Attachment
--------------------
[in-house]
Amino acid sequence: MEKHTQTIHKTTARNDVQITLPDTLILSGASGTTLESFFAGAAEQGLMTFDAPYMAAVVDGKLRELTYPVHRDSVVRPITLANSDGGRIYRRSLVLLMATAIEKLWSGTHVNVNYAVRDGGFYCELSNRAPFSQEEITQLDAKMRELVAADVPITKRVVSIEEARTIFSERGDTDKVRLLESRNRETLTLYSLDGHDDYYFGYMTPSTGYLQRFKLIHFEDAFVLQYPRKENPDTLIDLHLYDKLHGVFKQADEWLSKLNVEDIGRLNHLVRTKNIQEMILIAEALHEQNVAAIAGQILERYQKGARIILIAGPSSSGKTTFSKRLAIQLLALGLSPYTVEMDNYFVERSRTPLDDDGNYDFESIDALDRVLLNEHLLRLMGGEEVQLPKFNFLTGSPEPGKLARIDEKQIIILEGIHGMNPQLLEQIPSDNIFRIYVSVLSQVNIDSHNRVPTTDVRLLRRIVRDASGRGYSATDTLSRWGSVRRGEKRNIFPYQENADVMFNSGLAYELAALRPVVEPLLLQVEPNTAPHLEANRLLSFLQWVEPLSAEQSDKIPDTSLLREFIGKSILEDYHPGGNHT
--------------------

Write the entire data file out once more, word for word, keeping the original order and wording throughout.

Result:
[in-house]
Amino acid sequence: MEKHTQTIHKTTARNDVQITLPDTLILSGASGTTLESFFAGAAEQGLMTFDAPYMAAVVDGKLRELTYPVHRDSVVRPITLANSDGGRIYRRSLVLLMATAIEKLWSGTHVNVNYAVRDGGFYCELSNRAPFSQEEITQLDAKMRELVAADVPITKRVVSIEEARTIFSERGDTDKVRLLESRNRETLTLYSLDGHDDYYFGYMTPSTGYLQRFKLIHFEDAFVLQYPRKENPDTLIDLHLYDKLHGVFKQADEWLSKLNVEDIGRLNHLVRTKNIQEMILIAEALHEQNVAAIAGQILERYQKGARIILIAGPSSSGKTTFSKRLAIQLLALGLSPYTVEMDNYFVERSRTPLDDDGNYDFESIDALDRVLLNEHLLRLMGGEEVQLPKFNFLTGSPEPGKLARIDEKQIIILEGIHGMNPQLLEQIPSDNIFRIYVSVLSQVNIDSHNRVPTTDVRLLRRIVRDASGRGYSATDTLSRWGSVRRGEKRNIFPYQENADVMFNSGLAYELAALRPVVEPLLLQVEPNTAPHLEANRLLSFLQWVEPLSAEQSDKIPDTSLLREFIGKSILEDYHPGGNHT